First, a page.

The footage shows an extraordinary talent – she could belt out a showstopping number with all the vocal power of an Ethel Merman or sing tenderly from the heart a la Judy Garland (of whom she did a dead-on impression). The film packs a lot of info into its hour and a half running time and at times seems to be moving at a dizzying speed – Wingate could have easily stretched this out into a two to three-hour extravaganza and not have lacked for material to fill out the time.

Ballard passed shortly after the film was completed at age 93. She never got the acclaim and success she deserved, but she didn’t seem to mind that so much – she loved the life she led and when asked if she would do it all over again if she had the opportunity, she quipped “You bet your ass I would.” While her recordings are a little bit hard to find and some of her musical appearances sadly out of print, she is worth seeking out and this film not only presents a marvelous introduction to her talent but also takes us back to an era in entertainment that is essentially gone forever and of which we will never see the like of again. Kaye Ballard may have taken her final curtain call, but with this documentary the show will indeed go on so long as there are those who love the music and the performances of a much more innocent era. Quite a legacy for an immigrant’s daughter from Cleveland.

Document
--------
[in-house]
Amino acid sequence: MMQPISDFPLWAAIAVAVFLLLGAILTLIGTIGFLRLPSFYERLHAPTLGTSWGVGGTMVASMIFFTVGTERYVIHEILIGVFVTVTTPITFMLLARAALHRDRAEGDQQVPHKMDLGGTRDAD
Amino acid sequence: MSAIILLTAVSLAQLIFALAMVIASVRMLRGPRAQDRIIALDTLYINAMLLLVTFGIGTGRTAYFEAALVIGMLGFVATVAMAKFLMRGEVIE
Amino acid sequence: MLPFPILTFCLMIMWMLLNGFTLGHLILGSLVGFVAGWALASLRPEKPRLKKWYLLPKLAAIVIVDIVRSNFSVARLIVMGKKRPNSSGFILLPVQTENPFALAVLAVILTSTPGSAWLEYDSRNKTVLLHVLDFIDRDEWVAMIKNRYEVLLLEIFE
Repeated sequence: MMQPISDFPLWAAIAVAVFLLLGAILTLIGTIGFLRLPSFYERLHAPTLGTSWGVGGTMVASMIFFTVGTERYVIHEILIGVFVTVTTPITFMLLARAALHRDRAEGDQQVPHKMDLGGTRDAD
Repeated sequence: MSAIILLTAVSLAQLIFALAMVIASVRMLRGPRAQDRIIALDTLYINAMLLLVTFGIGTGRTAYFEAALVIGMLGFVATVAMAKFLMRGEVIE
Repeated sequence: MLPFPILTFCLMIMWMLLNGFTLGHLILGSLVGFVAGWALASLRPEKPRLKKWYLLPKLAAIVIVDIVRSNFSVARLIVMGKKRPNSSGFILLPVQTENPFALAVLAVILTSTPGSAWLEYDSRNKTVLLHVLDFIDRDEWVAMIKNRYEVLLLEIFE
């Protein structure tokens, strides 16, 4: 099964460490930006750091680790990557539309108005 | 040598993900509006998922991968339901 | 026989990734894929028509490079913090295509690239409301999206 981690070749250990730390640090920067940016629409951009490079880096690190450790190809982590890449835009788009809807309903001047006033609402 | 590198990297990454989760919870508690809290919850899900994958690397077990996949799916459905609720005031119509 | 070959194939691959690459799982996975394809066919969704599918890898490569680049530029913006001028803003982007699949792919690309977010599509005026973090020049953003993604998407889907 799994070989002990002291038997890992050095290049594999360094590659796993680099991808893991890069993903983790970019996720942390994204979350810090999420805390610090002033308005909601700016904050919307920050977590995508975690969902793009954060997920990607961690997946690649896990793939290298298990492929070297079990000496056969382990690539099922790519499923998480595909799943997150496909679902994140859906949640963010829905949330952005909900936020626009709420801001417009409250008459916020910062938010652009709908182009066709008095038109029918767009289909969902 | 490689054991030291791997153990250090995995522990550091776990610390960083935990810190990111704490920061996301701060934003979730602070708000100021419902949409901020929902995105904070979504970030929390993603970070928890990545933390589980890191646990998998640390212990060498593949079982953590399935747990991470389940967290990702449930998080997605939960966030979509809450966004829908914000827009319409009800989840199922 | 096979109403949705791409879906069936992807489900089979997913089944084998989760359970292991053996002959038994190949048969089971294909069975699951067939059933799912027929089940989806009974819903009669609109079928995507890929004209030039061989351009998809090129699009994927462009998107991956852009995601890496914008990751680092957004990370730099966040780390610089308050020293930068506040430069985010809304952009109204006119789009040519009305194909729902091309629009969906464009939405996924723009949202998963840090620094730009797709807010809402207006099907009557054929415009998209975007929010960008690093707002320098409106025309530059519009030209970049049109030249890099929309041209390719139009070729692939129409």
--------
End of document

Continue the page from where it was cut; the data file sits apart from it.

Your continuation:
REASONS TO SEE: Shows the talent that Ballard possessed. Reminds of a golden era that we ill never see the like of again.
REASONS TO AVOID: The background music is intrusive and unwelcome.
FAMILY VALUES: There is some brief mild profanity.
TRIVIAL PURSUIT: Ballard, Channing, Prince, Smith and Stiller have all passed away since this was shot.
BEYOND THE THEATERS: Virtual Cinematic Experience
CRITICAL MASS: As of 7/20/20: Rotten Tomatoes: No score yet: Metacritic: No score yet.
COMPARISON SHOPPING: Carol Channing: Larger Than Life
FINAL RATING: 7/10
NEXT:
Isn’t It Romantic?

Carol Channing: Larger Than Life


Life is a musical number when you're Carol Channing

Life is a musical number when you’re Carol Channing

(2012) Documentary (EntertainmentOne) Carol Channing, Harry Kullijian, Lily Tomlin, Chita Rivera, Barbara Walters, Tyne Daly, Debbie Reynolds, Phyllis Diller, Loni Anderson, Bruce Vilanch, JoAnne Worley, Rich Little, Angela Lansbury, Bob Mackie, Tommy Tune, Tippi Hedren. Directed by Dori Berenstein